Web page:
Rothko Vandalized at the Tate Modern

The defaced Rothko

On Sunday afternoon at the Tate Modern a man walked up to this untitled Mark Rothko mural and painted over the work. The man then left the building. The Guardian report has the reaction of a witness to the criminal act:

Tim Wright, who posted a picture on Twitter of the canvas after it was defaced, said that he saw the man sitting quietly in front of the painting beforehand. “Then we heard the sound of a pen, but by the time we turned around he was pretty much finished with his tag,” said Wright, who was with his girlfriend on a weekend visit to London from Bristol. “The pen ink then just dripped down the painting. Once we realised what had happened, we went to find a member of staff. They were really shocked when they came and saw what he had done.” The museum said in a statement: “Tate can confirm that at 15.25 this afternoon there was an incident at Tate Modern in which a visitor defaced one of Rothko’s Seagram murals by applying a small area of black paint with a brush to the painting. The police are currently investigating the incident.” The gallery was closed for a short time after the incident. The canvas, one of a number by Rothko owned by the Tate, was in a room with several other works painted by the Russian-born artist, who emigrated to the US at the age of 10 and went on to become one of America’s most important postwar artists.

These incidents keep happening with alarming regularity. Proactive museum security may have been able to prevent this. The museum will certainly be taking a look at its own security, but the very small amount of time it probably takes to deface a work in this way makes the task difficult. Large museums which are very accessible to the public are a real challenge for security. Given the Menil tagging here in our neighborhood in Houston this summer, are we exaggerating too much to say the street art tagging movement is moving inside museums.

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Picasso Vandalism at the Menil in Houston

The vandal used a stencil to spray a bull and the Spanish word Conquista (conquer) in gold paint on Pablo Picasso's painting Woman in a Red Armchair.

 A moron has decided to vandalize a Picasso work at the Menil in Houston. This is a few blocks from our house—but we are away in Amelia at the ARCA summer program finishing up my teaching and preparing for the annual conference this weekend. If we were home the spaniels and I would be scouring Houston looking for this dimwit. From the chronicle:

Police are searching for a suit-jacketed suspect who spray-painted graffiti over a Picasso painting at Houston's Menil Collection art museum last week.

Menil communications director Vance Muse, reached in Germany Monday, said the painting was rushed down the hall, with the paint barely dry, to the museum’s renowned conservation lab, where chief conservator Brad Epley quickly began its repair. The vandal, who fled the building and has not been identified, stenciled an image of a bullfighter killing a bull and the word “Conquista” on the painting.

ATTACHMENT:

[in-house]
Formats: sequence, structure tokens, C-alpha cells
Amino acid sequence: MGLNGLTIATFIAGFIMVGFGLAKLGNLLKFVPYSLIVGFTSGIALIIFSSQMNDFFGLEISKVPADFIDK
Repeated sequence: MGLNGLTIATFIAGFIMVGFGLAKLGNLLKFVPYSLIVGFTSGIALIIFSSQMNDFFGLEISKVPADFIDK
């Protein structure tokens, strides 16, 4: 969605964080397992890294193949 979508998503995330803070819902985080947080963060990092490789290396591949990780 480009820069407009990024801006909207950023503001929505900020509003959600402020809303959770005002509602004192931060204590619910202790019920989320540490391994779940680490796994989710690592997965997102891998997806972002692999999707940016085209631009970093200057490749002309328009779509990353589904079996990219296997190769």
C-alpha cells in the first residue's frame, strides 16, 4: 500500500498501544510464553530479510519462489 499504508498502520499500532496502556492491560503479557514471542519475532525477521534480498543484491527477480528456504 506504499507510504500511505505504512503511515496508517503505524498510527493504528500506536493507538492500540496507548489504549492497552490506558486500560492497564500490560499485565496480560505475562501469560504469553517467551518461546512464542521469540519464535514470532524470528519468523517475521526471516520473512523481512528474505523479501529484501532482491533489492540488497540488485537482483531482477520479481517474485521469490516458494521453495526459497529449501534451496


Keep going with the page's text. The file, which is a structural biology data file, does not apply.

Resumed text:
The vandal used a stencil and spraypaint to damage Picasso’s Woman in a Red Armchair. The work may have been rushed down to the conservation lab, yet the museum security was nowhere to be seen. One of the great charms of the Menil is you can wander in and have the place to yourself on a hot afternoon, but perhaps security needs to pay a little closer attention. 

  1. Molly Glentzer, Picasso vandal hits Menil, Houston Chronicle, (last visited Jun 20, 2012).

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Protecting Art from Vandalism

The Gauguin, attacked for a second time

Emily Wax reports for the Washington Post on the attempt by a woman to damage a Gauguin painting for the second time. She gets a number of comments from various security professionals, but the best response was this one:

 Mike Kirchner, director of security for Harvard Art Museums, says the first line of defense is alert guards and museum employees. 

“Everyone has to start a relationship with a smile, a nod, a good morning with people coming into the museum,” he said. “You can scan the crowd, you can try to look for people who don’t want to make eye contact. Everyone should always be on alert.” 

The National Gallery declined to comment on Friday’s attack because the incident is under investigation. According to D.C. Superior Court records, Burns, who has schizophrenia, is under observation at St. Elizabeths. Nonetheless, some guards at the museum said Sunday that they had photocopied her mug shot and put it in their coat pockets. 

For this time, no harm done, and in the future, the best line of security (which still allows us to enjoy the art) is a friendly and active security guard.


  1. Emily Wax, Museums’ fine art of protecting masterpieces (2011), (last visited Aug 16, 2011).
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Mona Lisa hit by mug, no harm done

Mona LisaIt is certainly an iconic painting, and an important work of art, but it can be a real paing fighting the crowds and amateur photographers trying to catch a glimpse.  But do you really need to start throwing things at it?

One woman felt compelled to do so, as the Mona Lisa was attacked by a Russian woman last week who threw a mug at the painting, but it only smashed on the bullet-proof glass with no harm done.  The woman was apparently “unhinged” according to a Louvre spokesperson.  This isn’t the first time the painting has been the target of vandals.  It was of course stolen for a few years in 1911; doused with acid in 1956; and hit by a rock later that year by an angry Bolivian. 

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